Also C) There were randomly all these new faces in the game and there was no story to why there were new faces and who these people were—the fans were never fully brought in to what was going on. Like when you see the NBA Draft and the rookies come in, they’ve been properly followed for a long time. With streetball, one mistake is the fact that people were randomly coming into the fold, and streetball never properly explained that. Overall, I can’t really complain though, because I was always taken care of. AND 1 always pays well, they took care of us, gave us a platform to play basketball and gain some notoriety. And not just nationally, but worldwide as well. I think for the most part we’ve done well, but to get to the next level we need to stay on a major network and be marketed year ’round.
JW: All personal stuff aside, just from the standpoint of growth in streetball, do you think that the fact that there are so many streetball teams (AND 1 even had a beef and a good portion of the team left for Ball4Real, which is now defunct) plays into why streetball has struggled recently?
GB: Absolutely, that’s part of what I meant about having new faces for no reason. There was no story as to why you don’t see Main Event, Shane, Half Man, Octane, and these other cats weren’t on the AND 1 Tour, so because there was no explanation for that, some fans were probably like, “Wait, why is there another tour, aren’t these the AND 1 guys?” And we never really explained it on our end, so there’s a good possibility that it led to a decline in popularity in streetball. But at that same token, I believe that if you have a solid group of guys, AND 1 or otherwise that are showing love for the game and get marketed year round, they can succeed. But there was no reason in the public eye as to why some of the guys weren’t down, there was no reason as to why they started a new tour. People didn’t know the difference because it was the same names, so it probably confused fans on both ends.
JW: Wow. Now, you’ve played in two professional leagues, the Salem Stampede for the IBL and the Atlanta Crunk for the CBA. What were those experiences like in those leagues?
GB: It was a great time for me. With the IBL, before that time I had never played professional basketball before. I was like 20 years old so, if anything, it helped me improve as a basketball player. I got to play in front of my home crowd, which was cool. The IBL experience for me was nothing but positive. I think we finished the season a little over .500, I had the opportunity to play with some guys that were locally big time people. On top of that it was a stage to play on outside of the tour, so that was a very positive time in my life. The CBA wasn’t as smooth an experience as the IBL was just because the CBA was suffering after the NBDL took over minor league basketball. For a few years, the CBA was the dominant league, the senior among minor leagues outside of the NBA. I think I played on it’s last successful year, honestly… Our franchise only went three-fourths of the season, then the people who funded it no longer had the means to fund it, the coaches ended up quitting. But until that happened everything was OK. The real reason for playing there was to improve, I wasn’t trying to be a CBA veteran or anything. I can’t complain though, it served it’s purpose for me. I had some games where I was droppin’ 20 points, 7 assists. I got to learn from Kenny Anderson, who was the coach. That was good for me. Actually, for the most part the CBA was a good experience, it just ran out of steam financially at the end. I sure wasn’t doing it for the money, because there wasn’t that much in it.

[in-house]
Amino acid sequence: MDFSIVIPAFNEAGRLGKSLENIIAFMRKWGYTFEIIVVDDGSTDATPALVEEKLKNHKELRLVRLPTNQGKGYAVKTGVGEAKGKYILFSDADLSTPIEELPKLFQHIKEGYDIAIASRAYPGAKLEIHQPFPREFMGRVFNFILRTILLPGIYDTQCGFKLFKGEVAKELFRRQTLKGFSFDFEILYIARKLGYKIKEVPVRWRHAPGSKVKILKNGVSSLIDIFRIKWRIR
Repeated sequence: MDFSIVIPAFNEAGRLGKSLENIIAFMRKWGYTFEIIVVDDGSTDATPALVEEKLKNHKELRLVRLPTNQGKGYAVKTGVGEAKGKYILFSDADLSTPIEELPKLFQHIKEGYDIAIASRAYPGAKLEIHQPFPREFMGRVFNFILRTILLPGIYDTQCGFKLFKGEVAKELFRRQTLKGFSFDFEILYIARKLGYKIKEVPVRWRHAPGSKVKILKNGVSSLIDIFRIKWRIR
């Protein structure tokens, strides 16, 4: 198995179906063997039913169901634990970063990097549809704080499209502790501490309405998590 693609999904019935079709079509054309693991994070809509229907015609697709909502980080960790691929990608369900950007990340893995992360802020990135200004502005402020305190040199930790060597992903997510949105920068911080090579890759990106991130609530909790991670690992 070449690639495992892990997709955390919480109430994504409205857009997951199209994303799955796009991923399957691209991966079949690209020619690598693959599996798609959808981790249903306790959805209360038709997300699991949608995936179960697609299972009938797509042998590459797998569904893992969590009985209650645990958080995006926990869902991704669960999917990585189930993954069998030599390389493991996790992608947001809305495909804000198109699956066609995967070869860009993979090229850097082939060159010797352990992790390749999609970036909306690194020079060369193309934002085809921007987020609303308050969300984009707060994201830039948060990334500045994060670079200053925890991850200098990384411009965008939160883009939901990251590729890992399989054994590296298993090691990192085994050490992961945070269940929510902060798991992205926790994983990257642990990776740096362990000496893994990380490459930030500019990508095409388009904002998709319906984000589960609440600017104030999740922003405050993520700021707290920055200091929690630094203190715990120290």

JW: You said Kenny Anderson coached you, he recently said he had aspirations of becoming an NBA coach at some point. Do you feel he can do that successfully if given the chance?
GB: I really think he’s a talented coach. He’s definitely what we call a player’s coach. He’s not the type to be all dominant over his players and berate them al the time. He’s not extremely systematic, he let’s the players create some on the offensive end, because an extremely systematic style just wasn’t how he played in the League. I think for any point guard especially, it will be an honor for whoever plays point to be under his wing and coach him up. I learned a hell of a lot under Kenny. If somebody gives him the opportunity, I think he will thrive.
JW: People may not realize this because you’ve been around for so long, but you’re fairly young in the game. What do you have planned in the near future for yourself?
GB: I’m focused on trying to push streetball in a different light. Like what we talked about with the Ball Up Tour—I see that getting big. Acting as well; I love acting. I also want to run different camps of my own. I’ve already headed up a few in different cities that have been successful, so I definitely want to expand on that. I just want to inspire some of the kids, steer them in the right direction. Mainly I would focus on those three things, because like you said, I’m still young. I want to do camps nationwide, start my own company. You have to plant many seeds, because acting isn’t guaranteed. You can’t play streetball forever. These days, you have to provide yourself multiple avenues to succeed long-term.
JW: Do you ever watch somebody in the NBA and say to yourself, “You know, I may not be better than everybody, but I could be in the place of a few of these cats”?
GB: Yeah, I do. You know what, I wont say any names or anything rude like that, but there are a few times where I’ll be watching a game and say to myself, “I could have that person’s job and do what they do. If not as good, then better.” But don’t get it twisted, I don’t say that off the strength that I can go in there right now, just throw on a jersey, but if I played competitive basketball from day one, never got into streetball? I absolutely know I could be at that level.
For a look into Grayson’s upcoming movie Ball Don’t Lie, as well as his words on the film, click here.